The display can get very bright up to 600 nits even in bright sunlight. The color reproduction is good and since its a LCD display you will find the colors very natural instead of bright pop-outs in AMOLED.
The G6 comes with a 13MP dual rear sensors one with f/1.8 aperture with OIS and one with f/2.4 aperture without OIS. On paper, if we compare it with its predecessor it looks like a downgrade and we couldn’t make out why LG did so until we used it ourselves. The rear camera setup makes the best wide-angle from a smartphone and I guess other smartphone vendors would probably try to include this very soon. The regular to wide-angle switch is instant unlike last time with the G5, and it works for the front-camera as well. The front has a 125 degree wide 5MP sensor which as per our tests didn’t perform that well.
The results from rear camera are good in daylight, some of them really surprised us. Thanks to the software enhancements working in place. Low-light shots were grainy and lost details at times just as we thought when we read the sensor config.
LG G6 runs on its UX 6.0 skin based on top of Android. Comparing with V20 or even G5 it might not look like a big upgrade but now it runs on Android 7.0 Nougat. Unfortunately, the retail units are still running on 7.0 and not 7.1 but I hope LG to break the agony of not updating their handsets. Other than that, the round edged square icons with a drawer-less launcher works well. The apps scale to fit the 18:9 aspect ratio without a sweat which is skill-fully done by the team behind it. Also the camera app UI has been made to adjust a longer length. You might find videos to have black bar on the sides because they were shot in 16:9 and that rescaling still needs to be worked upon.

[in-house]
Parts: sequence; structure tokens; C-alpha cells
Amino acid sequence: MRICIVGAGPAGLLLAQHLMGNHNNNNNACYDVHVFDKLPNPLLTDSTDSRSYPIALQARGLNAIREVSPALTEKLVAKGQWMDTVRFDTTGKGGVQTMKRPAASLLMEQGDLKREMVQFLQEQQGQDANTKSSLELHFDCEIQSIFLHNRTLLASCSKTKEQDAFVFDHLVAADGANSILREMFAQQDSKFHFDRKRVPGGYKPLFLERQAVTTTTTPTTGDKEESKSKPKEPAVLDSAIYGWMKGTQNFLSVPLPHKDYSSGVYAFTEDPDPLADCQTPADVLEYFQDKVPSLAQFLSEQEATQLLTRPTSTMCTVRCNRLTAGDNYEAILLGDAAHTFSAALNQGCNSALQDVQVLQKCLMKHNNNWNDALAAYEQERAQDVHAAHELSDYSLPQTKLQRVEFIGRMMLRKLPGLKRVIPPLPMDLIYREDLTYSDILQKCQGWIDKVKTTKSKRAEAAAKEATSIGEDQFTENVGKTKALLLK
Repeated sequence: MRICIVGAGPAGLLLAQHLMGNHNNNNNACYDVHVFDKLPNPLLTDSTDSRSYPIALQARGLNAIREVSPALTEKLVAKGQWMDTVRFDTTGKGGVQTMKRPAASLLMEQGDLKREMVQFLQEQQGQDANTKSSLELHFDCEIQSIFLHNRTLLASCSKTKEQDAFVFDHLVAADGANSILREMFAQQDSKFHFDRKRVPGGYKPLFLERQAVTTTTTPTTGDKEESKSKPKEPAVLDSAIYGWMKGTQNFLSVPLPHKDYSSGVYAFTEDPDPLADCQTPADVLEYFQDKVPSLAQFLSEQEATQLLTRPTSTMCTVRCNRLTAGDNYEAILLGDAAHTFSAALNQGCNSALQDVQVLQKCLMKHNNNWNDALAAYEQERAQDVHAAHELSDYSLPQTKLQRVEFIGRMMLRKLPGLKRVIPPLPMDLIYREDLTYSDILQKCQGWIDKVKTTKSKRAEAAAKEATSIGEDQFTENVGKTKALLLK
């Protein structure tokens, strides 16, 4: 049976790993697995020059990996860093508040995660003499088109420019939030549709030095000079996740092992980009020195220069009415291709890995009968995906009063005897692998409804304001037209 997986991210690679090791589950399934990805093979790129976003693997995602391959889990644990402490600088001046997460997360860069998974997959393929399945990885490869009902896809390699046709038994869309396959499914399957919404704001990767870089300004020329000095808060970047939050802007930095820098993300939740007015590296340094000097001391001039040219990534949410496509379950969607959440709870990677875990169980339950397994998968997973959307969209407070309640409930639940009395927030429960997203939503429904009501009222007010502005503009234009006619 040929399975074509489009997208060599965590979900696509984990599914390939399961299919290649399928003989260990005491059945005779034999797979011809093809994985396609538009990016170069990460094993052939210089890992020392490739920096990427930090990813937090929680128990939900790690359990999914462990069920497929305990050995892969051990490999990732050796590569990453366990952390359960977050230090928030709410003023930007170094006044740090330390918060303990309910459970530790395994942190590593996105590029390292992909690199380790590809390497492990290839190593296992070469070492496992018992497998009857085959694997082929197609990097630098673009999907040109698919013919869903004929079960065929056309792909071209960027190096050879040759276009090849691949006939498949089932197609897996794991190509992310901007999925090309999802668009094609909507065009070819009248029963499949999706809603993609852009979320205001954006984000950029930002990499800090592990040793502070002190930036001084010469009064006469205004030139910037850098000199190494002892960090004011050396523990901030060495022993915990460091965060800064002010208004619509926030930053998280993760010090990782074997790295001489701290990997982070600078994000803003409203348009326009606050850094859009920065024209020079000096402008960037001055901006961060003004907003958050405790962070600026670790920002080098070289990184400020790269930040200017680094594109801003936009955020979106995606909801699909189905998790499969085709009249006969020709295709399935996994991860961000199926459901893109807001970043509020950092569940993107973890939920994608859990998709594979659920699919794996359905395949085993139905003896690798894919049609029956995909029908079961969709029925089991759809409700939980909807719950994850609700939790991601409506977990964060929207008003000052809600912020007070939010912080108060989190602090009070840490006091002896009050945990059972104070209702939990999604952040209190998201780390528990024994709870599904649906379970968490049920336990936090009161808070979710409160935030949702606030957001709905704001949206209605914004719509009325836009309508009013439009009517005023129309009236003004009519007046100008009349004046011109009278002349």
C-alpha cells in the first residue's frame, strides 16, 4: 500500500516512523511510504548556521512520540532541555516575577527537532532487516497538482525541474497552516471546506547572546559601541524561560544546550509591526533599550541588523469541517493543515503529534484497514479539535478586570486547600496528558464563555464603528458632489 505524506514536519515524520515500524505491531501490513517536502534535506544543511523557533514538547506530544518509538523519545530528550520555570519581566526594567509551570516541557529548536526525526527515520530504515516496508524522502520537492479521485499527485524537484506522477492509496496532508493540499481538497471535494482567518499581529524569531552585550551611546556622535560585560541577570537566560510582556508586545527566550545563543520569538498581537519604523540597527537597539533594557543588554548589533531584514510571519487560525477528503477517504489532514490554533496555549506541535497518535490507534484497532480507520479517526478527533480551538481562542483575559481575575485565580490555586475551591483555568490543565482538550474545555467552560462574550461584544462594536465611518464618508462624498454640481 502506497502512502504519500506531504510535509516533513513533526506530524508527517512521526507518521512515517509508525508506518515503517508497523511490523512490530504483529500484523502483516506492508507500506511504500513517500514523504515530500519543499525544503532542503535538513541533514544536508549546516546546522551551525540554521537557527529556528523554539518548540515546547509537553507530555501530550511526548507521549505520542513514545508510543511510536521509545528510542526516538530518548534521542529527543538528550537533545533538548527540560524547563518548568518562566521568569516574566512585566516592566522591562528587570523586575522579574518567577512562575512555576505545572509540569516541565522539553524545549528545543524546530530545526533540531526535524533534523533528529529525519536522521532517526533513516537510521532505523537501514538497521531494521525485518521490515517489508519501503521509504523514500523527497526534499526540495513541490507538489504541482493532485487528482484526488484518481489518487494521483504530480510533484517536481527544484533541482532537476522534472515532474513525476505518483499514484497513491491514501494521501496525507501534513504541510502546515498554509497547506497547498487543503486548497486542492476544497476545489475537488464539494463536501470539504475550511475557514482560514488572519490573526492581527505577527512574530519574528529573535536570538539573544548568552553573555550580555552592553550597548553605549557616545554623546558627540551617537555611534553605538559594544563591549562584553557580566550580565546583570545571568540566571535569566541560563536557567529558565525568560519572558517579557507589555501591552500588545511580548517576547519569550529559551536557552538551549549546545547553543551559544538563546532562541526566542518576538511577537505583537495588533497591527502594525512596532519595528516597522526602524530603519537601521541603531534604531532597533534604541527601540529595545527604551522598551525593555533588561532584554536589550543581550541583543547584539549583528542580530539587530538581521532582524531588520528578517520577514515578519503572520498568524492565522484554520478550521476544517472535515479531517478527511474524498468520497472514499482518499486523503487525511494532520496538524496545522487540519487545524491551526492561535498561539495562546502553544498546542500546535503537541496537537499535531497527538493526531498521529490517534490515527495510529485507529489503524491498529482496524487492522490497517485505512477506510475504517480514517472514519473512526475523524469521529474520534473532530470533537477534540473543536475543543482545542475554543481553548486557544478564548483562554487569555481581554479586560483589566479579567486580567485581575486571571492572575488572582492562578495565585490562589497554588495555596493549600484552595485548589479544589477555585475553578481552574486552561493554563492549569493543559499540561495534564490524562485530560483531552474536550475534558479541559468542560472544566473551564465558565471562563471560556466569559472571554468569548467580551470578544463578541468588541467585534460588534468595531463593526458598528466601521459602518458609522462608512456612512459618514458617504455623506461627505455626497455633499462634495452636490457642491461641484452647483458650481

Battery life on the smartphone allowed us to survive a day on single charge. We could run out sometimes when the day was busy watching videos, playing games but otherwise it had enough juice for the day. The Indian retail unit has a high quality audio DAC which we think should have been available across different markets.
Overall, if we rate the performance of the handset it turns out to be good. In our review period of two weeks, we enjoyed using the handset. The fact that I also use an iPhone 7 Plus and both have a 5.7-inch display makes me appreciate the design even more. The handset feels quite sturdy in hands and trust us it is. We haven’t shot any videos on this, but we tried dipping it in water and performed multiple drop tests and it survived ’em all.
If we look back at LG’s history with smartphones, this year’s G6 definitely looks like a solid contendor with good display, solid design and high performance capability. The battery life on the smartphone is also good for a daily usage and it too comes with fast charging. We agree its not as good as Samsung Galaxy S8 and its camera but this is a choice for those who prefer durability, who know they are going to drop their handset one day. The camera results on the smartphone sometimes astonish you while at times they leave you disheartened with grains. But still it is a pretty solid phone that I can absolutely recommend.
The smartphone was launched at ₹51,990 which was way too absurd to be honest. Right now it has been dropped at ₹41,990 at the time of writing this review which makes sense and we believe it should be considered dropping even further. Thumbs up for nailing the wide-angle implementation again LG and I hope this can be improved further in future.
- Solid build
- Old Spec Sheet